The stock market closed up today after Capitol Hill reached an agreement on "bailout fundamentals." Why does that phrase sound like a class that business and political schools now will be adding to their curricula?
Did you restrain yourself during all this recent financial turmoil? That was probably a wise move.
I know it's easy to say don't panic when it's not your money, but the truth is that if your holdings are appropriate for your financial situation, you should do OK when then market settles down.
But what if you couldn't resist? What if you closed out some stock accounts and ended up taking a loss?
Unlike your asset's value, all hope is not lost when it comes to taxes.
My tax blogging colleague William Perez at About.com: Tax Planning: U.S. points out that stocks, bonds and mutual funds sold at a loss are capital losses. They can offset first any capital gains you might have, then up to $3,000 in excess capital loss can be used to reduce your ordinary income.
William has details here. You also can read about making investment losses pay off at tax-filing time in this Bankrate.com story, (by moi), Gina's advice at Tax Tips Blog and Personal Finance Start-Up Blog's look at tax-loss harvesting.
Another tax-blogging buddy, however, is a little less sanguine about the tax silver lining of capital losses. Joe Kristan, who pens the Tax Update Blog for Roth & Company, explains in Capital Losses Don't Help at Sentencing Either.
Coping with market turmoil: In today's Wall Street Journal, some investment pros offer advice on how to handle the current market.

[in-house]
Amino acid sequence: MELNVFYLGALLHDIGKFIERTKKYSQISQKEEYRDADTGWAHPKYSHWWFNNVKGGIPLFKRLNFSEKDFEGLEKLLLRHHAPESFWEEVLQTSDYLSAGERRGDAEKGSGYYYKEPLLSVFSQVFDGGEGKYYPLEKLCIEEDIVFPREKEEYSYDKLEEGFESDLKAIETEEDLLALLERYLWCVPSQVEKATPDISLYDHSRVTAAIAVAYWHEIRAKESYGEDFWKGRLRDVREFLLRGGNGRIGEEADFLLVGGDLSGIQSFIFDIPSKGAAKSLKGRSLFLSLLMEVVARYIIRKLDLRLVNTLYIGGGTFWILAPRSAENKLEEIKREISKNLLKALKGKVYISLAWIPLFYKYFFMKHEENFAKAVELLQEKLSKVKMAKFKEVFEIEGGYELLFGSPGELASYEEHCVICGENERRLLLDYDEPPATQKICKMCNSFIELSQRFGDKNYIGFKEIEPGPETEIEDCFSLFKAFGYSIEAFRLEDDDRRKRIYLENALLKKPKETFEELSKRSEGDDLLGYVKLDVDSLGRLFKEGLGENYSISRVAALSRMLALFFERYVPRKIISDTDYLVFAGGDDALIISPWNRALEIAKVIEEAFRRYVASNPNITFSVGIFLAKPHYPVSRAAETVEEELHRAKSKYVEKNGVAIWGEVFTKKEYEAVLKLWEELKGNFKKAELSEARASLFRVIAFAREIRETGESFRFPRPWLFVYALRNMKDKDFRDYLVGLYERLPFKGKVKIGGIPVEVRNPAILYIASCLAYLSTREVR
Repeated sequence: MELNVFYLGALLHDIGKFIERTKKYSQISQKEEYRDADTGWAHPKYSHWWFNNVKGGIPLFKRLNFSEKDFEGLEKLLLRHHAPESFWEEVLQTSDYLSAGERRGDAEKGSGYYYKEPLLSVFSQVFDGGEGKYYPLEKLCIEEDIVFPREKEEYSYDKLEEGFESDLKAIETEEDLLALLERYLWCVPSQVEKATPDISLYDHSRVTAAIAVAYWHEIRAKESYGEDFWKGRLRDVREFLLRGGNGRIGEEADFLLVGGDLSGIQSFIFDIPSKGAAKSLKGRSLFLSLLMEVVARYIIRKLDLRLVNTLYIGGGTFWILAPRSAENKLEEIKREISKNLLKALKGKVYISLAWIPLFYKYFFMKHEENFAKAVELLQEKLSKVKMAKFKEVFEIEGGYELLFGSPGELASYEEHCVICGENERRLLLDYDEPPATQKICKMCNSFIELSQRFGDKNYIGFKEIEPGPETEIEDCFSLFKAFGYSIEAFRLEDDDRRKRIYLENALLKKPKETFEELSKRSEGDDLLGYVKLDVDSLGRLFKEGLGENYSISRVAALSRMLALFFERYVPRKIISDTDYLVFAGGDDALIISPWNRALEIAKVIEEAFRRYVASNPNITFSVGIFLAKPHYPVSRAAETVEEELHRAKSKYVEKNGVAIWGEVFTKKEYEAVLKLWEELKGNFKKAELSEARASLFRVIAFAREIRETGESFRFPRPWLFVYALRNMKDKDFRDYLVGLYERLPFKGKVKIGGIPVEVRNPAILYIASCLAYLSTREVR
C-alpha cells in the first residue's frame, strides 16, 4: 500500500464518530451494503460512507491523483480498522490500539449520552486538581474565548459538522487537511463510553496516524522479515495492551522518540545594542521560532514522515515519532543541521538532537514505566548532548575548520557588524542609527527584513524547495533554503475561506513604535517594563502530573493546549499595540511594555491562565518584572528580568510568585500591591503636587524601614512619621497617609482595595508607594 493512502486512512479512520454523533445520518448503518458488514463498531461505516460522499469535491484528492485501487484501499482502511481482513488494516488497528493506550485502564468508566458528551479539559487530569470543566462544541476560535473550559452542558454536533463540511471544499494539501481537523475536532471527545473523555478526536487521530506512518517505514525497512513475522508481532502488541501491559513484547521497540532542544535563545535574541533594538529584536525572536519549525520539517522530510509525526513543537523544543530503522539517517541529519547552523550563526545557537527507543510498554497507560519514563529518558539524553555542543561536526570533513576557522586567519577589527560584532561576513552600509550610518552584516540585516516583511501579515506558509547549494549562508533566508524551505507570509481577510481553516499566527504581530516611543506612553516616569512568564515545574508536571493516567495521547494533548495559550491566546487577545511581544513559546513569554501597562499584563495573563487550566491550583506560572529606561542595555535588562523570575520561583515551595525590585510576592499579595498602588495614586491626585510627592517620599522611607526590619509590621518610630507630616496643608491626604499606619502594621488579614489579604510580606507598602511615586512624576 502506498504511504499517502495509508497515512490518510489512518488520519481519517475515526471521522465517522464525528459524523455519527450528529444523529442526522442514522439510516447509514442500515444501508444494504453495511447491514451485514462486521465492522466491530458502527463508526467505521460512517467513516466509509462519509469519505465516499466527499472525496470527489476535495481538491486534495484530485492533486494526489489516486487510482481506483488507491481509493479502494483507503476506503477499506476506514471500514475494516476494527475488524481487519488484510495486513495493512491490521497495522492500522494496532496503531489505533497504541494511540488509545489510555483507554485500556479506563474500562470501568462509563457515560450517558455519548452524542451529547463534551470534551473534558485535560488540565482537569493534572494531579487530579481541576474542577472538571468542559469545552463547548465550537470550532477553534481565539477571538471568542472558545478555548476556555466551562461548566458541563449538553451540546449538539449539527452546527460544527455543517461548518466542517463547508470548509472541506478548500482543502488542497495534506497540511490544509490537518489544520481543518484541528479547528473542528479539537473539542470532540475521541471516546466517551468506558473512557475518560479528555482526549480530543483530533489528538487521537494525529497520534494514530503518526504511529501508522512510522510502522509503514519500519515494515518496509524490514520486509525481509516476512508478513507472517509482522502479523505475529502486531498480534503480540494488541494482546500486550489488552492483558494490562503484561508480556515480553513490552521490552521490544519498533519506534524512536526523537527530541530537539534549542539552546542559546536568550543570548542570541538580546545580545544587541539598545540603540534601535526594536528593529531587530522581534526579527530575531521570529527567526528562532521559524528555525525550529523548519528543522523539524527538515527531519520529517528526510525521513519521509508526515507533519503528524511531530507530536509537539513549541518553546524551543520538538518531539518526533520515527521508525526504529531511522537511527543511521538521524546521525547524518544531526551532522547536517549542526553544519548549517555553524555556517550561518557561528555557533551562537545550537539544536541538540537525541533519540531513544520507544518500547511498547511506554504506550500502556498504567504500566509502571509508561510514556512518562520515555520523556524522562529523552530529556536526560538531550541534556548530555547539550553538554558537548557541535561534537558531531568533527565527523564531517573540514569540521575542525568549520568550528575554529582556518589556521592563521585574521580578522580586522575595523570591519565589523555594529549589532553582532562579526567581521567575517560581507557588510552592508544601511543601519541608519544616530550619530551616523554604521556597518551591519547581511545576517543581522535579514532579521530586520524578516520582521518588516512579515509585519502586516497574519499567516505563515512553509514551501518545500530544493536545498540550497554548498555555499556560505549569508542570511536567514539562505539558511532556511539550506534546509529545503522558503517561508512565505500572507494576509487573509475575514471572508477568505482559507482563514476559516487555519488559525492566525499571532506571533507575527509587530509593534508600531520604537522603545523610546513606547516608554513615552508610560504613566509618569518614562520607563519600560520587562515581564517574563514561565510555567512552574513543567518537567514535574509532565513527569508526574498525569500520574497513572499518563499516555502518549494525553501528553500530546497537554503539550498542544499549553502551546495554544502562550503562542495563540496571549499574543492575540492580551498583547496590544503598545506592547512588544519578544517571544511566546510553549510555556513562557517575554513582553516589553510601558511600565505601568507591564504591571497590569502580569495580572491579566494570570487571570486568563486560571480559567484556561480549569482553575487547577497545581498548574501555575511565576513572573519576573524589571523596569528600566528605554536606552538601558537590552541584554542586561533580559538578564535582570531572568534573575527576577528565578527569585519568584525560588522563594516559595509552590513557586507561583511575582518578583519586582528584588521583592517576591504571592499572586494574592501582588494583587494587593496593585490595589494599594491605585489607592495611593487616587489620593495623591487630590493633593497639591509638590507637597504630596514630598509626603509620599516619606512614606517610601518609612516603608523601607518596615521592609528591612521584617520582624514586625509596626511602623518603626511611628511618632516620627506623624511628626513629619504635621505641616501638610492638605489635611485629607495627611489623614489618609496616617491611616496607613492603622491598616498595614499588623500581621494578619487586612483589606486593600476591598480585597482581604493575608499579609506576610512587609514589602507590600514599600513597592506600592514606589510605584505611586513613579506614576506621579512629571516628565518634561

A few weeks ago, I spoke with Melody Kump of the Raymond James & Associates office here in Austin. Here's what she had to say about dealing with market volatility.
Don't put all your eggs in one basket. Diversifying your portfolio is a key way to handle market volatility. Because different sectors perform well under different market conditions, spreading your holdings across different types of assets such as stocks, bonds and cash equivalents can help prevent your holdings from taking a simultaneous hit when the market stumbles.
Look before you leap. When the market goes down, avoid temptation to leave it altogether for other, less volatile investments. The problem here is that such investments usually produce smaller returns. Stocks, despite the frustrations and fear they often cause, have historically outperformed stable investments over time. So if your investments are for long-term goals, your portfolio should weather periodic downturns just fine.
Focus on the future. Watching the value of your stocks go down is never fun. But you might be able to pick up some similarly undervalued assets during a down cycle. Whether you're buying new stocks or additional shares of assets you already own, purchasing them at a lower price means you get more shares for your investment dollar. And when the asset rebounds, your gain will be greater.